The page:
UPDATE (the following morning after thinking more clearly on the bus in to work): Afterward, I was discussing the meeting with my wife, and she rightly said that each program the Church provides has the potential to affect great change. The difference, I think, is that no other Church program can bring to bear the resources that BSA provides: youth leadership training curriculum, adult leadership training curriculum, advancement and outdoor programs that meet a boy on his own terms, facilities, events and opportunities, youth development experts, a cadre of experienced leaders and volunteers, spokesmen like Mike Rowe, and so much more - it all adds up to an unparalleled program that by design leads young men and women to do their duty to God.

Prepared. | For Life.™

Monday, October 14, 2013

Training opportunity

If you live near the Wasatch Front, tomorrow (Tuesday the 15) there is Scouter training being provided for Stake and ward leadership: Stake presidencies, bishoprics, stake and ward YM presidencies, Scouters, Cub Scouters (?), etc.  It will be held at the Bountiful Regional Center, but because the address is so screwy (857 Onion St., Woods Cross UT, 84054, or is it 835 N 400 E, North Salt Lake?), It's hard to find if you're not familiar with the area. Instead, here's the coordinates: 40.857618 N, 111.90323 W.  If you're coming from I-15, either north or southbound, take the 2600 South exit in Woods Cross/North Salt Lake, then go east to the light (500 South) and turn south/right. Take the next right at 1000 North, then left on 400 East, and you'll find it on the right about a couple hundred yard to the south. You can't miss it, it's the white-domed, red-brick building whose parking lot dwarfs the car dealership's next door.  Opening prayer is at 7:00pm.

I don't know if this will be broadcast, but I'll take good notes.

Prepared. | For Life.™

Tuesday, October 8, 2013

Silly Song - I Like Traffic Lights

When I was a kid, I loved to stay up late on a Sunday night listening to the Doctor Demento Show. Silly, stupid songs by the likes of Spike Jones, Alan Sherman,  Stan Freberg, Monty Python, Tom Lehrer, "Weird AL" Yancovic and more, twisted my mind into what it is today (though it was my mother's An Evening Wasted with Tom Lehrer record which put me on this path in the first place - think Poisoning Pigeons in the Park, and The Elements, for example). Well, here's one of the few songs by Monty Python which could be deemed appropriate for a patrol of rowdy Scouts:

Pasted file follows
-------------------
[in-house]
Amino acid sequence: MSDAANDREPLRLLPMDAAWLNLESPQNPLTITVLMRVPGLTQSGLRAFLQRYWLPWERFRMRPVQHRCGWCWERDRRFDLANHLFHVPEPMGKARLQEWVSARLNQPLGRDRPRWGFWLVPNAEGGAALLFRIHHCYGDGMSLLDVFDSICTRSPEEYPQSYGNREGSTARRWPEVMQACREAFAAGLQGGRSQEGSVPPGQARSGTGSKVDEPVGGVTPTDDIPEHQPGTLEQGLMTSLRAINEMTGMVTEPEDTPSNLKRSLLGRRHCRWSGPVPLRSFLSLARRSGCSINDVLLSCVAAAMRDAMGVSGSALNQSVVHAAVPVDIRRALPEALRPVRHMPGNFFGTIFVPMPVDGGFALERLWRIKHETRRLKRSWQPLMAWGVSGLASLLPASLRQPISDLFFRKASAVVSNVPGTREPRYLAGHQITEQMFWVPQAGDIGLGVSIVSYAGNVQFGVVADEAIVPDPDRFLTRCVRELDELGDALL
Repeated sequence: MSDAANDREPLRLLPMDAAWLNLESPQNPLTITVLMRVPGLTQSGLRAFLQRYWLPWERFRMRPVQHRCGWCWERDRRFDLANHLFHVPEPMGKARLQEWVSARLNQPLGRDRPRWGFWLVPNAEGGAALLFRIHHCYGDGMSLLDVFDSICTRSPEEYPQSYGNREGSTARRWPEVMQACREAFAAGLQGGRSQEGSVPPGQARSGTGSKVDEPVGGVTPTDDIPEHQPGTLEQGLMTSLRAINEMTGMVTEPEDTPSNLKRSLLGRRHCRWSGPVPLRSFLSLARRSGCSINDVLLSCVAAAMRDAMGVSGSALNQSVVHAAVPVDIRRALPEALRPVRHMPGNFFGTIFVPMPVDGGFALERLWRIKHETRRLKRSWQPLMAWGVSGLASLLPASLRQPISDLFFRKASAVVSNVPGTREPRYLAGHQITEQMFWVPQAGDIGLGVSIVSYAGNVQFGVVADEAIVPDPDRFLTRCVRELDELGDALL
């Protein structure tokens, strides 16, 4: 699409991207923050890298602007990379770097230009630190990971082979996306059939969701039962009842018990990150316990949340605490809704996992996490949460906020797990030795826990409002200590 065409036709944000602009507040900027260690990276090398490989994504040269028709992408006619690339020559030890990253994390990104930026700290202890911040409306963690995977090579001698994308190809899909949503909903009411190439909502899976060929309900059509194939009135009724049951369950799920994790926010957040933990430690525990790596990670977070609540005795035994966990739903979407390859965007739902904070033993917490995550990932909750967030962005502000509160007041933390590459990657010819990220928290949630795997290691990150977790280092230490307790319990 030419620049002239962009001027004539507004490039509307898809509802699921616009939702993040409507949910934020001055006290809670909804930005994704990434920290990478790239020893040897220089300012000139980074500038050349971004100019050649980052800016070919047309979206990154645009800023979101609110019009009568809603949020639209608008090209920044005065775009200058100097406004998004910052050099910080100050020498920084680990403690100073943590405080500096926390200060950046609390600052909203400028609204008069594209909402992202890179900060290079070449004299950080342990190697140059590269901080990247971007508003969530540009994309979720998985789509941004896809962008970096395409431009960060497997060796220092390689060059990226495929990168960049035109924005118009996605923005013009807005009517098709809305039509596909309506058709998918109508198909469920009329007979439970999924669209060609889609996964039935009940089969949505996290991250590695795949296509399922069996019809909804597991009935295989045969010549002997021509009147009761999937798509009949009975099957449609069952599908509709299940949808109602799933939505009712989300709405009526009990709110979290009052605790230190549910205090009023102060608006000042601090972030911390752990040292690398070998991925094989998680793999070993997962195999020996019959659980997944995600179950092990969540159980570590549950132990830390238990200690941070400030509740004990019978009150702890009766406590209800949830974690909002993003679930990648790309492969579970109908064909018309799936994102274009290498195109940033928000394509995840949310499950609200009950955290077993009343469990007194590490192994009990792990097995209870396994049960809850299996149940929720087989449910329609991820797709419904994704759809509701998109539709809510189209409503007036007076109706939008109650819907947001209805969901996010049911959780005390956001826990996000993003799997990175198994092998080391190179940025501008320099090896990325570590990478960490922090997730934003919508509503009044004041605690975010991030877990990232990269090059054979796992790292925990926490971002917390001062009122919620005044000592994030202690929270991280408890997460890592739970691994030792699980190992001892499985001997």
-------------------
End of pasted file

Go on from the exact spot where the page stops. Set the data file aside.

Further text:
Why, you may ask, did I bring this up? Well, I was looking for a song to go along with fire-building, but came across Benny Bell's Shaving Cream on Boy Scout Trail.

And here's another gem that I owe my knowledge of to Dr. Demento: Moose Turd Pie.

Prepared. | For Life.™

Wednesday, October 2, 2013


I took the Scouts to the Church History Museum's 100 Years of Scouting in the Church exhibits tonight. I enjoyed looking at how things were, yet how much has remained the same in that time. For example, though the uniform has changed, there has always been a uniform (and I'd love to find me one of those 'envelope-style' caps they used to wear, kind of like the one I wore in the Air Force). In fact, three former prophets' uniforms were on exhibit: George Albert Smith, Ezra Taft Benson, and Howard W. Hunter (well, a life-size photo of him as a youth in full uniform, anyway).

Another thing that has changed in form - but not in substance - is the ideals. In 1912, when the Church was looking into BSA Scouting as its program for young men, while simultaneously running its own form of Scouting, it had its own version of Scout Ideals:

A Scout must -

Be Clean;

Stand Erect;

Keep his self-respect;

Be manly;

Be courageous;

Be cheerful;

Be industrious;

Maintain individuality;

Believe in God and right living.

Compare those with Lord Baden-Powell's original 1908 Scout Law:

A Scout's honour is to be trusted.

A Scout is loyal to the King, and to his officers,
and to his country, and to his employers.

A Scout's duty is to be useful and to help others.

A scout is a friend to all, and a brother to every other Scout,
no matter to what social class the other belongs.

A Scout is courteous.

A Scout is a friend to animals

A Scout obeys orders of his patrol leader or Scout Master without question.

A Scout smiles and whistles under all circumstances.

A Scout is thrifty.

Which all evolved into:

On my honour,

I will do my best to do my duty to God and my country,
and to obey the Scout Law
(A Scout is Trustworthy, Loyal, Helpful, Friendly,
Courteous, Kind, Obedient, Cheerful,
Thrifty, Brave, Clean and Reverent);

To help other people at all times (Do a good turn daily);

To keep myself physically strong, mentally awake,
and morally straight (Be prepared).

Instilling these values in young men and women has always been the goal. As someone else has said, camping, badges, ranks and even uniforms are how we teach, not what we teach.

Prepared. | For Life.™